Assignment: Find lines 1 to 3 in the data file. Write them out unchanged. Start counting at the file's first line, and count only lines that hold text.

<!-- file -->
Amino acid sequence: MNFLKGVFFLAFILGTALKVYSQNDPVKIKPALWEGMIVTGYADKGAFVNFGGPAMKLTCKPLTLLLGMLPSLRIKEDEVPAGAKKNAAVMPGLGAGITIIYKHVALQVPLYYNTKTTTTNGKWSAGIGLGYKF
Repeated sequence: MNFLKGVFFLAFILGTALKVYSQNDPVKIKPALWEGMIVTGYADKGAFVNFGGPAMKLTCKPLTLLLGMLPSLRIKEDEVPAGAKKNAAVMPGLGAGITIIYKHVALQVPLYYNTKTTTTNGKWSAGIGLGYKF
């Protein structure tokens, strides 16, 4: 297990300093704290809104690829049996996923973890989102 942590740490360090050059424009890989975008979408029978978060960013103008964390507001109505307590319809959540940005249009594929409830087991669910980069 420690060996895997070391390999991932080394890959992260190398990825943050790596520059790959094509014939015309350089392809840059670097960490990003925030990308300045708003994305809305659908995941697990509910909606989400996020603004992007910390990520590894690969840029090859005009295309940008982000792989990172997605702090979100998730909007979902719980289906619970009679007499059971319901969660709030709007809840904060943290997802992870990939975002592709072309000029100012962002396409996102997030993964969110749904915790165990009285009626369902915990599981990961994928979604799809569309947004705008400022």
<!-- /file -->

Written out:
Amino acid sequence: MNFLKGVFFLAFILGTALKVYSQNDPVKIKPALWEGMIVTGYADKGAFVNFGGPAMKLTCKPLTLLLGMLPSLRIKEDEVPAGAKKNAAVMPGLGAGITIIYKHVALQVPLYYNTKTTTTNGKWSAGIGLGYKF
Repeated sequence: MNFLKGVFFLAFILGTALKVYSQNDPVKIKPALWEGMIVTGYADKGAFVNFGGPAMKLTCKPLTLLLGMLPSLRIKEDEVPAGAKKNAAVMPGLGAGITIIYKHVALQVPLYYNTKTTTTNGKWSAGIGLGYKF
């Protein structure tokens, strides 16, 4: 297990300093704290809104690829049996996923973890989102 942590740490360090050059424009890989975008979408029978978060960013103008964390507001109505307590319809959540940005249009594929409830087991669910980069 420690060996895997070391390999991932080394890959992260190398990825943050790596520059790959094509014939015309350089392809840059670097960490990003925030990308300045708003994305809305659908995941697990509910909606989400996020603004992007910390990520590894690969840029090859005009295309940008982000792989990172997605702090979100998730909007979902719980289906619970009679007499059971319901969660709030709007809840904060943290997802992870990939975002592709072309000029100012962002396409996102997030993964969110749904915790165990009285009626369902915990599981990961994928979604799809569309947004705008400022």